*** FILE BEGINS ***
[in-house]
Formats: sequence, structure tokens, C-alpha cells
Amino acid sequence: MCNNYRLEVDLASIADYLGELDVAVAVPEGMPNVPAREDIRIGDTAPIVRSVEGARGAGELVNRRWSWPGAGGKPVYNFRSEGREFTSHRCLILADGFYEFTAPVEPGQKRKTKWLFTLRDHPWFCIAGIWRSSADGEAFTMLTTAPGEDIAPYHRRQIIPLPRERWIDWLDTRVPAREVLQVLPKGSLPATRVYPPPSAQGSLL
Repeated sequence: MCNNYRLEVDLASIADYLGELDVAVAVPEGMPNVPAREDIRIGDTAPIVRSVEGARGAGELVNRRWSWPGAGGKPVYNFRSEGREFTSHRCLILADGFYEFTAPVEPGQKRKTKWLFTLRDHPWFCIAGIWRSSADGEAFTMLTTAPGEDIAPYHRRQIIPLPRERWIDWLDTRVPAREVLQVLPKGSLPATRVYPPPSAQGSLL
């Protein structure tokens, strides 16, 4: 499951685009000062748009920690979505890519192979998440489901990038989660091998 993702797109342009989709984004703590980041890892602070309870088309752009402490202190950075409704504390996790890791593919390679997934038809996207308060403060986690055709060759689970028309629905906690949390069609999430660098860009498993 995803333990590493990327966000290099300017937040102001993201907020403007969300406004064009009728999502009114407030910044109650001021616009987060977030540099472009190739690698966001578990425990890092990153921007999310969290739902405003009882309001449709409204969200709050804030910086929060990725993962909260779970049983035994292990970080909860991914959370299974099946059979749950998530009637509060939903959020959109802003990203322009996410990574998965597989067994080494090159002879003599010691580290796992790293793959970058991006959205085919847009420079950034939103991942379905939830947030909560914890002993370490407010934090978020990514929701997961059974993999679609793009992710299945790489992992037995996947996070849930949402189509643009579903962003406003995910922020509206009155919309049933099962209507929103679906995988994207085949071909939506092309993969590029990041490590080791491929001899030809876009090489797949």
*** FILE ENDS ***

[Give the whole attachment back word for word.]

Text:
[in-house]
Formats: sequence, structure tokens, C-alpha cells
Amino acid sequence: MCNNYRLEVDLASIADYLGELDVAVAVPEGMPNVPAREDIRIGDTAPIVRSVEGARGAGELVNRRWSWPGAGGKPVYNFRSEGREFTSHRCLILADGFYEFTAPVEPGQKRKTKWLFTLRDHPWFCIAGIWRSSADGEAFTMLTTAPGEDIAPYHRRQIIPLPRERWIDWLDTRVPAREVLQVLPKGSLPATRVYPPPSAQGSLL
Repeated sequence: MCNNYRLEVDLASIADYLGELDVAVAVPEGMPNVPAREDIRIGDTAPIVRSVEGARGAGELVNRRWSWPGAGGKPVYNFRSEGREFTSHRCLILADGFYEFTAPVEPGQKRKTKWLFTLRDHPWFCIAGIWRSSADGEAFTMLTTAPGEDIAPYHRRQIIPLPRERWIDWLDTRVPAREVLQVLPKGSLPATRVYPPPSAQGSLL
């Protein structure tokens, strides 16, 4: 499951685009000062748009920690979505890519192979998440489901990038989660091998 993702797109342009989709984004703590980041890892602070309870088309752009402490202190950075409704504390996790890791593919390679997934038809996207308060403060986690055709060759689970028309629905906690949390069609999430660098860009498993 995803333990590493990327966000290099300017937040102001993201907020403007969300406004064009009728999502009114407030910044109650001021616009987060977030540099472009190739690698966001578990425990890092990153921007999310969290739902405003009882309001449709409204969200709050804030910086929060990725993962909260779970049983035994292990970080909860991914959370299974099946059979749950998530009637509060939903959020959109802003990203322009996410990574998965597989067994080494090159002879003599010691580290796992790293793959970058991006959205085919847009420079950034939103991942379905939830947030909560914890002993370490407010934090978020990514929701997961059974993999679609793009992710299945790489992992037995996947996070849930949402189509643009579903962003406003995910922020509206009155919309049933099962209507929103679906995988994207085949071909939506092309993969590029990041490590080791491929001899030809876009090489797949």